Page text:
Judge rules against CSPD officers

Federal case was filed by survivors of man who died after multiple tasings
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Senior U.S. District Judge Christine Arguello has ruled against the city of Colorado Springs and two police officers in a case in which survivors of a man who died after being tased at least eight times in 90 seconds allege excessive use of force.

Arguello’s 33-page ruling came on March 8 in response to the city’s and two officers’ motions for summary judgment.

The estate of Jeffrey Melvin filed suit in 2020 following Melvin’s May 2, 2018, death that the El Paso County Coroner’s Office ruled was a homicide and that he “died as a result of complications of sickle cell trait and extreme exertion during confrontation with police and associated Taser deployment.” Blood tests showed he tested negative for all illicit substances.

The stems from an April 26, 2018, incident to which Officers Daniel Patterson and Joshua Archer responded to a disturbance at an apartment building that had already ended. After officers interfaced with people in an apartment, Melvin showed up and ran into the apartment and slammed the door. Within seconds, he opened the door for Patterson who immediately tried to grab Melvin and told him to put his hands behind his back. Both officers acknowledged that Melvin “never attempted to hit, kick, bit or spit at the officers; and he never threatened anyone.”

Despite that, Patterson and Archer tased Melvin eight times within 90 seconds. Melvin, 27, died at a hospital.

“Even if the detention was lawful and the first Taser deployment was justified by the physical struggle and Mr. Melvin’s resistance to being handcuffed,” the judge wrote, “the Court finds that the repeated Taser deployments over the next 90 seconds — several of which occurred within mere seconds of each other, allowing little time for Mr. Melvin to recover and comply with orders — were not justified by the totality of the circumstances based upon the undisputed facts. A reasonable jury could determine that the Officers’ repeated Taser deployments in such quick succession against a resisting but non-violent arrestee were violative of Mr. Melvin’s rights under the Fourth Amendment.

“A reasonable jury,” she added, “could also find that the Officers unreasonably and immediately escalated the situation at several critical junctures, thus creating the need to use force and causing Mr. Melvin to instinctively attempt to flee from repeated Taser shocks…. In sum, the Court concludes that a reasonable officer would have understood that deploying a Taser 8 times in approximately 90 seconds at Mr. Melvin, under the circumstances of this case, was violative of the Fourth Amendment. Individual Defendants are not entitled to qualified immunity, and the Court denies their Motion for Summary Judgment.”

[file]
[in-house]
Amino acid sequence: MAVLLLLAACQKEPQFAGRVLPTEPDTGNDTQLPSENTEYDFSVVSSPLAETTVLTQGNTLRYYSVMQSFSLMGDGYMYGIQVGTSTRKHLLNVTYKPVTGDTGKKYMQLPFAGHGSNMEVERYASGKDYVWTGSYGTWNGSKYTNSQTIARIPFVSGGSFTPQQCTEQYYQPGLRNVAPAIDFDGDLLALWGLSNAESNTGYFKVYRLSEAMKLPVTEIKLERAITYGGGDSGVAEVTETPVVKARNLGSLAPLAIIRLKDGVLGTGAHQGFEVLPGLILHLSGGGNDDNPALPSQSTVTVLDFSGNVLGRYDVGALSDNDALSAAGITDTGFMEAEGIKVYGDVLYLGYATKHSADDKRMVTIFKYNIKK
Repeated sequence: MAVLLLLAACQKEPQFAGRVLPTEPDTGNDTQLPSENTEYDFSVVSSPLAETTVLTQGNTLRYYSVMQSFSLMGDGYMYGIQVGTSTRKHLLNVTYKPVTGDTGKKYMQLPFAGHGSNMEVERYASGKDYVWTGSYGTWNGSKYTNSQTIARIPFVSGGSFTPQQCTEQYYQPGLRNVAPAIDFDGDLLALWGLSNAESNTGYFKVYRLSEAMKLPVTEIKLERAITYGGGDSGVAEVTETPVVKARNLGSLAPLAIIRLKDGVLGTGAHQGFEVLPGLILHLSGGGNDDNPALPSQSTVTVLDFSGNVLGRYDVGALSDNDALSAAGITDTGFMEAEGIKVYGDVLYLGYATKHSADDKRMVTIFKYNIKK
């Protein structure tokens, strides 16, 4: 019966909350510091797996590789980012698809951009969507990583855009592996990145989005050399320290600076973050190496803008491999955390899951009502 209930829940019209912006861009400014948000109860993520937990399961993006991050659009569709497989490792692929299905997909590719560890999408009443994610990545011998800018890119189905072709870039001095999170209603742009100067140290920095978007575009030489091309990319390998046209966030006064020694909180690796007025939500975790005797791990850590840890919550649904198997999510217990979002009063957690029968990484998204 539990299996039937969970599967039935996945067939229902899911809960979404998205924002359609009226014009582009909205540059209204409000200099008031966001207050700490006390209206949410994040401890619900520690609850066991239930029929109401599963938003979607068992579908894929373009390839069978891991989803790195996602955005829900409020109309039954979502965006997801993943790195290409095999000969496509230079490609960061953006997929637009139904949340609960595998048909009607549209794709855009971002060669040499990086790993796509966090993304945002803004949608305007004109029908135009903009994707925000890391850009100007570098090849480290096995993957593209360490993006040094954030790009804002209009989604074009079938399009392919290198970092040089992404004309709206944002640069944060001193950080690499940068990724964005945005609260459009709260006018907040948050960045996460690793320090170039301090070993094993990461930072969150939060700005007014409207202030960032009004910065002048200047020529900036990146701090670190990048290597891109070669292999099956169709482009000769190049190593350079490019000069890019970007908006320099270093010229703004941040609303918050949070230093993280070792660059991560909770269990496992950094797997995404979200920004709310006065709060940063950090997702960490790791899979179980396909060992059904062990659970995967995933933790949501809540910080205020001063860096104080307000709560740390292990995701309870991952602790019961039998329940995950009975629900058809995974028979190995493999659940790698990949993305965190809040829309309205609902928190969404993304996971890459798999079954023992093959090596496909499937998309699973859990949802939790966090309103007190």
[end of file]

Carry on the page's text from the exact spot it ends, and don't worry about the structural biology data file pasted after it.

"A reasonable jury could also find that the Officers unreasonably and immediately escalated the situation at several critical junctures.... "

—Senior U.S. District Judge Christine Arguello

The judge also ruled against the city on the claim the city failed to adequately train the officers.

The city cited the officers’ supervisors, former Police Chief Pete Carey and current Chief Adrian Vasquez, who said that officers may repeatedly deploy their tasers if the officers determine that each taser use is independently justified after assessing the situation. Both Carey and Vasquez concluded that the eight deployments used in this case were within policy and that the officers’ conduct was reasonable.

But the plaintiff argued otherwise, leading the judge to rule there are genuine disputes of material fact, which precludes a summary judgment in the city’s favor.

Even worse for the city, Judge Arguello found, “that Plaintiff has sufficiently demonstrated that the inadequate training demonstrates deliberate indifference on the part of the City toward persons with whom the police officers come into contact.”

The ruling notes that neither officer was disciplined following the incident and that training on tasers did not change because of it.

The city has settled multiple cases in recent years regarding excessive use of force, the most notable one a $2.9 million payout to the family of De’Von Bailey, 19, who was shot and killed by officers in 2019 as he ran from them after being stopped during a robbery investigation.

A city spokesperson says the city typically doesn’t comment on pending litigation.

Read Judge Arguello’s ruling:


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